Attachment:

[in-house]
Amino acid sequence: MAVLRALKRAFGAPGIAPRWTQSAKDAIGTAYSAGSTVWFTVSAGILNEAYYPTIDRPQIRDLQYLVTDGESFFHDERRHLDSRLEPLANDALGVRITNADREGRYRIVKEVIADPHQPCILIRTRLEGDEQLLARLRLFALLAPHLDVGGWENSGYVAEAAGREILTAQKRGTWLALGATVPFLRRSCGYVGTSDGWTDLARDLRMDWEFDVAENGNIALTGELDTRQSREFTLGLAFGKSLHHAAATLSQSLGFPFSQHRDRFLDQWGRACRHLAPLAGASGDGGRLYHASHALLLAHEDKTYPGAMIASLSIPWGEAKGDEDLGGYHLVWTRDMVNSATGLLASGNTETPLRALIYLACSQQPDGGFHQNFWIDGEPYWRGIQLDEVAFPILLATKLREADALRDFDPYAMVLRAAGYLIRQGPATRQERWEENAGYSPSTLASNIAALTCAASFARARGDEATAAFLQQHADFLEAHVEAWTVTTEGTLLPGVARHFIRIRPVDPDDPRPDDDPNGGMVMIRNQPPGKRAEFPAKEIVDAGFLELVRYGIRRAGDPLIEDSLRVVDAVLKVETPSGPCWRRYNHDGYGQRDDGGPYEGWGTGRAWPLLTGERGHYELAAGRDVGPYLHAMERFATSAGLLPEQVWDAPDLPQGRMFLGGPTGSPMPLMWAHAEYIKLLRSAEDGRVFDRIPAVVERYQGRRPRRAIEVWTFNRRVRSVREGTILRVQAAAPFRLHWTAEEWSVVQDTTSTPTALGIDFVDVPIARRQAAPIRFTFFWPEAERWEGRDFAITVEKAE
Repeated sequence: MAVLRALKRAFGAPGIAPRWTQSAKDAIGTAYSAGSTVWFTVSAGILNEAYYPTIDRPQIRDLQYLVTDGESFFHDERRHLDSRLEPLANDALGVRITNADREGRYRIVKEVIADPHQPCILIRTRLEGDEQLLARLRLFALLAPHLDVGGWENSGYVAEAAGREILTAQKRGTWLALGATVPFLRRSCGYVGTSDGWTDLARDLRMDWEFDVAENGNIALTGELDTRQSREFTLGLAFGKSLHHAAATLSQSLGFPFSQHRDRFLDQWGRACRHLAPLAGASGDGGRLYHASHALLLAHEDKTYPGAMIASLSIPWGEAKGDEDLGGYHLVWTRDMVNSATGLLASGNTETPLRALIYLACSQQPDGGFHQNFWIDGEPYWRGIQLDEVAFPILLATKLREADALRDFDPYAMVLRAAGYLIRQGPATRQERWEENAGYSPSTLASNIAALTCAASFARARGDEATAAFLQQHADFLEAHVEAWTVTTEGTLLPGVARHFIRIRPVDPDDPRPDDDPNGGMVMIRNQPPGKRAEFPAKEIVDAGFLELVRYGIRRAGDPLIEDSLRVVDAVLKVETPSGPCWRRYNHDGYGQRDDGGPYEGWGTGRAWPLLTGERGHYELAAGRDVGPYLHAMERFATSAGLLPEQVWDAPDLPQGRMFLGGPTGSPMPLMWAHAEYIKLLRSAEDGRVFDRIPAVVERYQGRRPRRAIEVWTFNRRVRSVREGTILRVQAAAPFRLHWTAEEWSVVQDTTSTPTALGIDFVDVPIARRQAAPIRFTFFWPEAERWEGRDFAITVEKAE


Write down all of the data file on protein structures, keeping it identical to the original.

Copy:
[in-house]
Amino acid sequence: MAVLRALKRAFGAPGIAPRWTQSAKDAIGTAYSAGSTVWFTVSAGILNEAYYPTIDRPQIRDLQYLVTDGESFFHDERRHLDSRLEPLANDALGVRITNADREGRYRIVKEVIADPHQPCILIRTRLEGDEQLLARLRLFALLAPHLDVGGWENSGYVAEAAGREILTAQKRGTWLALGATVPFLRRSCGYVGTSDGWTDLARDLRMDWEFDVAENGNIALTGELDTRQSREFTLGLAFGKSLHHAAATLSQSLGFPFSQHRDRFLDQWGRACRHLAPLAGASGDGGRLYHASHALLLAHEDKTYPGAMIASLSIPWGEAKGDEDLGGYHLVWTRDMVNSATGLLASGNTETPLRALIYLACSQQPDGGFHQNFWIDGEPYWRGIQLDEVAFPILLATKLREADALRDFDPYAMVLRAAGYLIRQGPATRQERWEENAGYSPSTLASNIAALTCAASFARARGDEATAAFLQQHADFLEAHVEAWTVTTEGTLLPGVARHFIRIRPVDPDDPRPDDDPNGGMVMIRNQPPGKRAEFPAKEIVDAGFLELVRYGIRRAGDPLIEDSLRVVDAVLKVETPSGPCWRRYNHDGYGQRDDGGPYEGWGTGRAWPLLTGERGHYELAAGRDVGPYLHAMERFATSAGLLPEQVWDAPDLPQGRMFLGGPTGSPMPLMWAHAEYIKLLRSAEDGRVFDRIPAVVERYQGRRPRRAIEVWTFNRRVRSVREGTILRVQAAAPFRLHWTAEEWSVVQDTTSTPTALGIDFVDVPIARRQAAPIRFTFFWPEAERWEGRDFAITVEKAE
Repeated sequence: MAVLRALKRAFGAPGIAPRWTQSAKDAIGTAYSAGSTVWFTVSAGILNEAYYPTIDRPQIRDLQYLVTDGESFFHDERRHLDSRLEPLANDALGVRITNADREGRYRIVKEVIADPHQPCILIRTRLEGDEQLLARLRLFALLAPHLDVGGWENSGYVAEAAGREILTAQKRGTWLALGATVPFLRRSCGYVGTSDGWTDLARDLRMDWEFDVAENGNIALTGELDTRQSREFTLGLAFGKSLHHAAATLSQSLGFPFSQHRDRFLDQWGRACRHLAPLAGASGDGGRLYHASHALLLAHEDKTYPGAMIASLSIPWGEAKGDEDLGGYHLVWTRDMVNSATGLLASGNTETPLRALIYLACSQQPDGGFHQNFWIDGEPYWRGIQLDEVAFPILLATKLREADALRDFDPYAMVLRAAGYLIRQGPATRQERWEENAGYSPSTLASNIAALTCAASFARARGDEATAAFLQQHADFLEAHVEAWTVTTEGTLLPGVARHFIRIRPVDPDDPRPDDDPNGGMVMIRNQPPGKRAEFPAKEIVDAGFLELVRYGIRRAGDPLIEDSLRVVDAVLKVETPSGPCWRRYNHDGYGQRDDGGPYEGWGTGRAWPLLTGERGHYELAAGRDVGPYLHAMERFATSAGLLPEQVWDAPDLPQGRMFLGGPTGSPMPLMWAHAEYIKLLRSAEDGRVFDRIPAVVERYQGRRPRRAIEVWTFNRRVRSVREGTILRVQAAAPFRLHWTAEEWSVVQDTTSTPTALGIDFVDVPIARRQAAPIRFTFFWPEAERWEGRDFAITVEKAE